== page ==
With Latinos looking like horn dogs on the reality TV circuit, it does not surprise to me. From what I saw on my vacation on two Latino TV stations, there is always the HOT girl with some old, sometimes butt-ugly guy. And if you think our soap operas are trashy, then you haven’t seen theirs.

White guys are looking Asian ---- And your point is? I know that there is this half American half Korean singer name Crystal Kay who is very popular in Japan. To me, she looks half African American, and yet she speaks Japanese very well. (Pardon me if I don’t have my facts straight). Could she be accused of the same thing even though her home is Japan?

 
 

Asians on TV --- Pat Morita, Margaret Cho, and Mr. Sulu are my personal favorites in this category. With the guys, they never seem to get the girl, because not only are they depicted as the nerdy ones but also because it relates to the “size” issue, if you know what I’m saying? The girls on the other hand seem to be too horny and are always able to get the white guy. You can thank the porno movies for jumping on the band wagon for that trend. In fact, if you want to see an Asian guy have sex, look up www.j-list.com and you’ll find them, because the DVDs are from Japan.

Blackface --- It’s supposed to say that racism is bad. And blackface is the example? What about the other races? Unless you show that it is in bad taste, then there is nothing wrong with. By the way, it is historical fact that a white guy or girl always played the role of another race because back then, it was impossible to ill the roles and also hard to find those particular races to fit that particular roles.

Black judges --- I LOVE Judge Hatchett and the Divorce Court Lady. Judge Hatchett is cool because she is at least more like a mentor to kids and knows how to give them their reality check/education. The Divorce Court Lady is good because she tells it like it is (kinda like a black version of Judge Judy, in which we should thank Judge Judy for starting "the tell-it-like-it-is-to-these-nimrod-formats").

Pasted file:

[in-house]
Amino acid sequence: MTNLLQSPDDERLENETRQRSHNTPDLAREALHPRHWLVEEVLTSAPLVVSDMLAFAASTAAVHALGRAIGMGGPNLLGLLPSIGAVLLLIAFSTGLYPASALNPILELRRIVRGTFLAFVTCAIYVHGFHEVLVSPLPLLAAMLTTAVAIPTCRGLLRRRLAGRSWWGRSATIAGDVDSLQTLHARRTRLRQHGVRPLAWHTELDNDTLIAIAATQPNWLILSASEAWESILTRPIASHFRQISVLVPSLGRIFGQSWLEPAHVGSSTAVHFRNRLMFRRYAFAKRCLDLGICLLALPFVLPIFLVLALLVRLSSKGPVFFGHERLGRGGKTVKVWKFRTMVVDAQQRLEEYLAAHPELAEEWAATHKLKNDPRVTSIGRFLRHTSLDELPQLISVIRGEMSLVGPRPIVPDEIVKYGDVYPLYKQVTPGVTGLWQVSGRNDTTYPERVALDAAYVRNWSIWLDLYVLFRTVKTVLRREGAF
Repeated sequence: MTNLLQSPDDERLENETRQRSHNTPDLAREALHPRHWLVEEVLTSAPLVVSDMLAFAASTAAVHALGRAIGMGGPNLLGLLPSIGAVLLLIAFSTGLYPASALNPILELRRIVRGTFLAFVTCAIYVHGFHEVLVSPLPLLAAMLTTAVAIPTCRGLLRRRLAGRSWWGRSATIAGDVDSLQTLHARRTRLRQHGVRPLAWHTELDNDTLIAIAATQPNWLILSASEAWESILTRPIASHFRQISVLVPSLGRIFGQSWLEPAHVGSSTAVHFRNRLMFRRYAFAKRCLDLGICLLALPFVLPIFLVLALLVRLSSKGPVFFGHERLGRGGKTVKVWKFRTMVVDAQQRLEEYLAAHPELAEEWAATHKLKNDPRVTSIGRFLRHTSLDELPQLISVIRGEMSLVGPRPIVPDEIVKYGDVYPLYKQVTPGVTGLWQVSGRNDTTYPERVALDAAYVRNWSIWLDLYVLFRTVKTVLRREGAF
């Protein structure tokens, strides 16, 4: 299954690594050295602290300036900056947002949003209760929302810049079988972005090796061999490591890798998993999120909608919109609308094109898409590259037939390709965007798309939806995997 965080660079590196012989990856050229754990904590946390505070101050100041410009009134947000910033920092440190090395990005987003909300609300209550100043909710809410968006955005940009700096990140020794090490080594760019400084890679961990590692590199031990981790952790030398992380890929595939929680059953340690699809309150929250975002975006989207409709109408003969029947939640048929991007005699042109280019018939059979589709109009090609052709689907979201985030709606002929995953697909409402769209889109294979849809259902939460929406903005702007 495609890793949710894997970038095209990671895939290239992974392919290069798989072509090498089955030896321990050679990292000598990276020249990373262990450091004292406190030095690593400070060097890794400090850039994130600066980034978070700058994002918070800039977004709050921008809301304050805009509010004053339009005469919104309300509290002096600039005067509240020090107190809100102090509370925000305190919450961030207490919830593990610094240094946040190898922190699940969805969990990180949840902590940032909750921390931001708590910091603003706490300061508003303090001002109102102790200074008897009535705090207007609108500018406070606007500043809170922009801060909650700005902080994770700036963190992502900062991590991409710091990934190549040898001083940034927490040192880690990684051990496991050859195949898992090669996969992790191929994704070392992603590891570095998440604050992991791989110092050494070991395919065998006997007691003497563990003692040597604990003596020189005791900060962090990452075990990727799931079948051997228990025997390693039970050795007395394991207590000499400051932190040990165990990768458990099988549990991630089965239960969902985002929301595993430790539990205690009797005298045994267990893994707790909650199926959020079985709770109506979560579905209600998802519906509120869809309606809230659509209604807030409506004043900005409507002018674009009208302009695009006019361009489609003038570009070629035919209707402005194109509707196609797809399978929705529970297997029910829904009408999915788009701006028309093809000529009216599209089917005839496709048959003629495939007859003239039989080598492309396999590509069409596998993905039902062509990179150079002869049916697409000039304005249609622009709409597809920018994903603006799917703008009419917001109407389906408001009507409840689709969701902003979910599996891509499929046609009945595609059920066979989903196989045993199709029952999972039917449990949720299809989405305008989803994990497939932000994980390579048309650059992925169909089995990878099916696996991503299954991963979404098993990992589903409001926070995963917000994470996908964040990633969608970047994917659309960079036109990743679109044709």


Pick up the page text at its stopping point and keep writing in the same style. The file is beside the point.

Arsenio Hall --- He was the best! I loved his wit and he was fun! It was one of the few times you actually saw all kinds of races I the audience. The race thing in fact never came up until he got word that his show was cancelled, and then he just didn’t care anymore.

Films with
Asian Male &
White Female
Relationships   

There has been relatively few daring attempts in dealing with interracial romantic relationships with Asian/Asian Pacific American males in films throughout history. Listed below are some prominent and rare examples.

In the early 1900's, isolated films such as Cecil B. DeMille's The Cheat brought to the screen the feelings of forbidden love between a White woman and an Asian man.

In the 1950's, Hiroshima Mon Amour and Crimson Kimono (in which, James Shigeta won the gorgeous White female - Victoria Shaw - from his White male co-star) featured an Asian Male and a White Female in starring romantic roles in major films!

In South Pacific, the song "You Have to be Carefully Taught" highlighted in the film one of the main reason why people fear interracial romantic situations.

In Bridge to the Sun, James Shigeta was married to the pretty Carroll Baker in a daring story during WWII!

In the 1990's, Disney's Johny Tsunami was one of the last example of romantic featured roles featuring an Asian/Asian American male and a White female.

Is the Asian/Asian Pacific American male and a non-Asian (White, Black & Hispanic) female romantic relationships taboo in American films?